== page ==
- I wasn’t kidding about the soul searching. Much of the loss that is seen is not people leaving churches but rather the excess of people dying compared to being born into these denominations. Regardless, if liberal protestants truly believe that their church has something of value to offer to their local area and the world, then some kind of action is necessary to let the world know and to find ways to remain connected. High building and staff costs combined with decreasing attendance and a recession have already delayed or prevented untold mission opportunities, be they evangelistic or more service-oriented.
- Expect that part of the response to these trends may be a drive to look more like the numerically successful megachurches in the non-denominational and assemblies of God categories. Depending on your perspective, this may be good or bad, but it’s likely to happen regardless.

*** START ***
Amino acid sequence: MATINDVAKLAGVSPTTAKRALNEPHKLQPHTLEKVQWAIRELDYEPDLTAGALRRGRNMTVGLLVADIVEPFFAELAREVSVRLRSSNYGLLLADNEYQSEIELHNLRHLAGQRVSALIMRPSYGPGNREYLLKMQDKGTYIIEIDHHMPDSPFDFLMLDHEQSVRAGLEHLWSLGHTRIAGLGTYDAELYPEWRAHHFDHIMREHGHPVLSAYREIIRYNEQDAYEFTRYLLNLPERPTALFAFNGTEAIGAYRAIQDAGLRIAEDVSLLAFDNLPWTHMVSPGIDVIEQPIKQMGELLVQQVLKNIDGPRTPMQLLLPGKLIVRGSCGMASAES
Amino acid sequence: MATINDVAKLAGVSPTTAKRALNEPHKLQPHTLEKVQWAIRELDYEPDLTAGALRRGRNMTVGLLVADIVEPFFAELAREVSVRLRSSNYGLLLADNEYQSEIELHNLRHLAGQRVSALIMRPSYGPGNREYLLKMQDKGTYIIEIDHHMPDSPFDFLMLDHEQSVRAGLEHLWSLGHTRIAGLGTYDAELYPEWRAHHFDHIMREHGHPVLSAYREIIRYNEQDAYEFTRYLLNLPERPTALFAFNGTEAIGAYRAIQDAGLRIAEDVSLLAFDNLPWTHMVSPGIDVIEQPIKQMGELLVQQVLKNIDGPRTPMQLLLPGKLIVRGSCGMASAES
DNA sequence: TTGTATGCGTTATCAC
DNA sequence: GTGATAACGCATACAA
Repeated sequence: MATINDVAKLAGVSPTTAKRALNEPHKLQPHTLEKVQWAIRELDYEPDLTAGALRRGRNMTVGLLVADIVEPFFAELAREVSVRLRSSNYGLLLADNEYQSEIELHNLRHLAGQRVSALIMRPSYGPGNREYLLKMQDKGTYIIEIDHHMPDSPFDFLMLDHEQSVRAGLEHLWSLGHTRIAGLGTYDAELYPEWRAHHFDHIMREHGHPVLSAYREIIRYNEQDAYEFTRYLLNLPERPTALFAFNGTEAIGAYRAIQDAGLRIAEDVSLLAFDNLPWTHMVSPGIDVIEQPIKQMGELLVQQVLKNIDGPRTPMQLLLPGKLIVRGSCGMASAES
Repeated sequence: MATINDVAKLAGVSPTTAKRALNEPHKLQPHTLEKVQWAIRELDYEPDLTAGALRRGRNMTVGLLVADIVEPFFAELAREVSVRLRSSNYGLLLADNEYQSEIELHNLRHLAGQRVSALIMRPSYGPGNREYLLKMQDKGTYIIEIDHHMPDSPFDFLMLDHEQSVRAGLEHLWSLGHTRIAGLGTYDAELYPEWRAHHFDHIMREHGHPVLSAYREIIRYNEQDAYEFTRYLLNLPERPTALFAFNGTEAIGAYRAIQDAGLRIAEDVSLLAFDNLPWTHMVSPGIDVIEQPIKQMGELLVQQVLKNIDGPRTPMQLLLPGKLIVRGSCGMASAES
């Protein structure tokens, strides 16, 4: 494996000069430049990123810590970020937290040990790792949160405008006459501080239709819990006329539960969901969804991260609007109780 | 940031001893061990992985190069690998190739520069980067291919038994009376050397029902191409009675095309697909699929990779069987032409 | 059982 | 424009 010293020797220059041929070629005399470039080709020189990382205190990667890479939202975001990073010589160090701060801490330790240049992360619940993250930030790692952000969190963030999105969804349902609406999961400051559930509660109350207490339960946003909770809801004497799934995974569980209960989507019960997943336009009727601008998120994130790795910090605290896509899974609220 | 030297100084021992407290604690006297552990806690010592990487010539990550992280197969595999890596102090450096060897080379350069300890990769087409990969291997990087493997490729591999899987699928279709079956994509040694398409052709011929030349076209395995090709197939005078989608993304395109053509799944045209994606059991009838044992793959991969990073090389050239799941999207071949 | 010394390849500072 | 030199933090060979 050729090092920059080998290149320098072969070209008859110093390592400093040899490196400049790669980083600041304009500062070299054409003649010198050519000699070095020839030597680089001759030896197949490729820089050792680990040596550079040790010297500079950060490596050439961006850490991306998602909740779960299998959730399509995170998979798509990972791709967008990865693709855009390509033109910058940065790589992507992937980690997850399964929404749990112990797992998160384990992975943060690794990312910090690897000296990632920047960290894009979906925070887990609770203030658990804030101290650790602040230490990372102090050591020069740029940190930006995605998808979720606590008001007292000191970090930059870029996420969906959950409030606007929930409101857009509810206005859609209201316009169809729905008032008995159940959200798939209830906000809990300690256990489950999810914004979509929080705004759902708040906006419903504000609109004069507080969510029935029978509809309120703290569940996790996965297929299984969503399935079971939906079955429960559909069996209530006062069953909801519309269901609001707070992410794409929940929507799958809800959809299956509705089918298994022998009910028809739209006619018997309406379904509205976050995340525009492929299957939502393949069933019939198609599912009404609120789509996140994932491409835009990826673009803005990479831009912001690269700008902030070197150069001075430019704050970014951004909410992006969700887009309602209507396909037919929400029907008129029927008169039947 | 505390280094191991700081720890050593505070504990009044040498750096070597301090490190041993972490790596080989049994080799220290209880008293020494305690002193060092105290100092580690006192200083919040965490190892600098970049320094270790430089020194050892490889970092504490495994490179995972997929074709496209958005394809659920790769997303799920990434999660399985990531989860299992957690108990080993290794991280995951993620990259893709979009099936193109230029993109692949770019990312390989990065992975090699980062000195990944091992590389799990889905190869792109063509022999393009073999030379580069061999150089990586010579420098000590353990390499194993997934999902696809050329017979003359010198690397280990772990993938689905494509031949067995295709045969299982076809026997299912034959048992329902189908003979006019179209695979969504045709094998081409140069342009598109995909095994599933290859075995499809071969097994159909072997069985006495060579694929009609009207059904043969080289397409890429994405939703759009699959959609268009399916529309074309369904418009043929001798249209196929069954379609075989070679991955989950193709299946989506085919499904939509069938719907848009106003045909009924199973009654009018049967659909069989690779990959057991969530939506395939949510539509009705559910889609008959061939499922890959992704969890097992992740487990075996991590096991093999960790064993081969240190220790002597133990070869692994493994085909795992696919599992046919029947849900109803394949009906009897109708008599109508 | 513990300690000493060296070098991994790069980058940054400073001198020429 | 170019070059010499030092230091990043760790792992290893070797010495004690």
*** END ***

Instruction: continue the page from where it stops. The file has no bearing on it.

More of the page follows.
- The sheer number of small groups that rapidly grow or nearly disappear every decade can give cause to consider: what is most significant and important to me about my faith and the way in which I share it with others?
The story of American religion today is not monolithic or simple. There are themes, but the variations are as endless as the ways people think about a higher power and the places they do so.